Faye made a mental note to attach it to something that would make it impossible to slip out of her open or shallow pockets. The kettle boiled and Alicia hoped off to fill up their cups. She passed Faye hers, but it was too hot to even hold. She slid it onto the counter and wondered how soon she could politely retreated to (and see) her room.
She tried not to think about how long she’d be here.
Faye had been so excited to get away, but now that she was away, all she wanted was to go back. Her parents had assured her that her grandfather didn’t live far away and was a half hour train ride in an emergency, but it wasn’t her grandfather she wanted. It was the comforts of home, of not being a responsible adult, of coasting by for a few more years before she got used to the idea of growing up and moving out.
At least her bed was comfy, Faye thought. It was better here than the too-old single mattress on Liam’s old bed that she had been sleeping in for the past two months.
Faye thought back to when she had said goodbye to her parents. They had both been smiling, happy to hug her and squeeze her tightly, but how glad were they to have her gone? How quickly after she had left had they celebrated? No more reminders of the disappointment living in their house. No awkward family dinners. They hadn’t even protested when she had announced she was going to leave. In fact, they had looked pleased at the prospect. The fact that her parents had got her a job so quickly was a testament to the fact that they had been desperate for her to leave.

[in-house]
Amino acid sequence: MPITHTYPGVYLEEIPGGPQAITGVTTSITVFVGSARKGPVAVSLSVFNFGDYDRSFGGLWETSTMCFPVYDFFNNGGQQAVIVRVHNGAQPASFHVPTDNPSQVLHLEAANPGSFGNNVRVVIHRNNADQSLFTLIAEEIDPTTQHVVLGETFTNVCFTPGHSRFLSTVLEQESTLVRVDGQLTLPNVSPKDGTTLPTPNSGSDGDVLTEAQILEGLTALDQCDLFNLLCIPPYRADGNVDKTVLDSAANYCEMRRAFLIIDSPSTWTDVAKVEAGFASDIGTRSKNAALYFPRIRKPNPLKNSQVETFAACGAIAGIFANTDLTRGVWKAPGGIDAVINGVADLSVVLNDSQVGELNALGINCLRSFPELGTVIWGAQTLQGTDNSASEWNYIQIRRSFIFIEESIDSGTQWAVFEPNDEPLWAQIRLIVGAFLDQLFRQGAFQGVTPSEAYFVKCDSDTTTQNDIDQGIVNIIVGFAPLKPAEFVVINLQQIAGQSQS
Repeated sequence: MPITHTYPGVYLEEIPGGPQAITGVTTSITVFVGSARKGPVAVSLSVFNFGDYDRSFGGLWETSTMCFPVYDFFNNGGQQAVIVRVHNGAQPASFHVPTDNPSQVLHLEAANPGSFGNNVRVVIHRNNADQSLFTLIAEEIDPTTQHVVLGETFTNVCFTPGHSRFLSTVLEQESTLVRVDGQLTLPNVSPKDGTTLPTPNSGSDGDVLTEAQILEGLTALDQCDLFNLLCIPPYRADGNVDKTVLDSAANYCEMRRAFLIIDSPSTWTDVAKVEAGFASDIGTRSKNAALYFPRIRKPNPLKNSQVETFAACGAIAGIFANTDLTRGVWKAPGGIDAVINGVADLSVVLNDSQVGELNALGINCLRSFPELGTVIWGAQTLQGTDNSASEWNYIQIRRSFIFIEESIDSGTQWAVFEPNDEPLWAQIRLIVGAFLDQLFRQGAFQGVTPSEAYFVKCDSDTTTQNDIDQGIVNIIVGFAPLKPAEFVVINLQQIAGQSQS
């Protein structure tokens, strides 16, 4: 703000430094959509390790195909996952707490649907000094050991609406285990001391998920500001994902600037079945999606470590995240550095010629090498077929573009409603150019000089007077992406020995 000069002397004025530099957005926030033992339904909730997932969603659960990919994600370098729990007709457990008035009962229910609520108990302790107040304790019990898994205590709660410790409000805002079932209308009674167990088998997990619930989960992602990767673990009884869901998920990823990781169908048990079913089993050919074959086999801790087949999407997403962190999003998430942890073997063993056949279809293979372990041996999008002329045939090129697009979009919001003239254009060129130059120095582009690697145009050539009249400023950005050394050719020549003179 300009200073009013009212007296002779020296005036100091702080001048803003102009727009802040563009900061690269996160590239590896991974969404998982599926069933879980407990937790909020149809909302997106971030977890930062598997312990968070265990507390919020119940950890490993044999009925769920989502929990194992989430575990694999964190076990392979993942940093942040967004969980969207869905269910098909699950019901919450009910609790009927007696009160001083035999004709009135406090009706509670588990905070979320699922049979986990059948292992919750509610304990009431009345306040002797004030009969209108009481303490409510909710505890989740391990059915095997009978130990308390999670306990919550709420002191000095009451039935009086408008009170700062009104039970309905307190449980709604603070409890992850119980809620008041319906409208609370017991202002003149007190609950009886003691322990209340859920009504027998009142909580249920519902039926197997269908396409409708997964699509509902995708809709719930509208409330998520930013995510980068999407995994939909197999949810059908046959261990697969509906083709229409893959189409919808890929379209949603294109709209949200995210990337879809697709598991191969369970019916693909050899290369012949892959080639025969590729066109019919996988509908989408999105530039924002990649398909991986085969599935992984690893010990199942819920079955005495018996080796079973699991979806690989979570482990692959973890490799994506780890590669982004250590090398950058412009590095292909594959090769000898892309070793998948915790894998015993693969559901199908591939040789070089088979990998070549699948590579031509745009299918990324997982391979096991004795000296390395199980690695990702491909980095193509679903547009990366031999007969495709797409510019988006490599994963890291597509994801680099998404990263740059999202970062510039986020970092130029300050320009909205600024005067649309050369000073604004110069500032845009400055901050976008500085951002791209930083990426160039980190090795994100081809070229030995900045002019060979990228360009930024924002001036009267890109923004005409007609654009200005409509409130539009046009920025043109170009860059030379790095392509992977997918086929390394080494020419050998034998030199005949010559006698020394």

Her dad hadn’t even offered to drive her down there with her mountain of a suitcase. Sure, it was a four hour drive, but wasn’t it worth it to make sure she arrived safely?
Faye already missed the comforting feeling of her father’s arms around her, and the reassuring presence of her mother. It was better this way, she promised herself. Maybe she could be successful at something and when she finally did go home (because she couldn’t face them if she didn’t have anything to celebrate) they would be happy to see her, and all would be forgiven.
Summer and Skye hadn’t been there to say goodbye. Faye shouldn’t have been hurt by that. She had done this, after all; she realised that now. But was there no chance of redemption? Did her sisters – her triplets – not care that she was leaving, and that she probably wouldn’t see them for months, years? Did they really hate her now?
Loxley had been sitting silently at the table, puzzling over some brain teaser that Bethany had found him (“here, try your hand at this and see if you still think you’re a genius! HA!”) and had looked at her with a quick nod when she turned to leave. Faye couldn’t expect a hug from him – he wasn’t an affection person – but she knew that he was close with her siblings. They had never been close. She remembered how he tormented her as a kid and could only think that he was satisfied that he had been proved right about her. She was stupid, she was selfish and worst of all, no one was sad to see her go.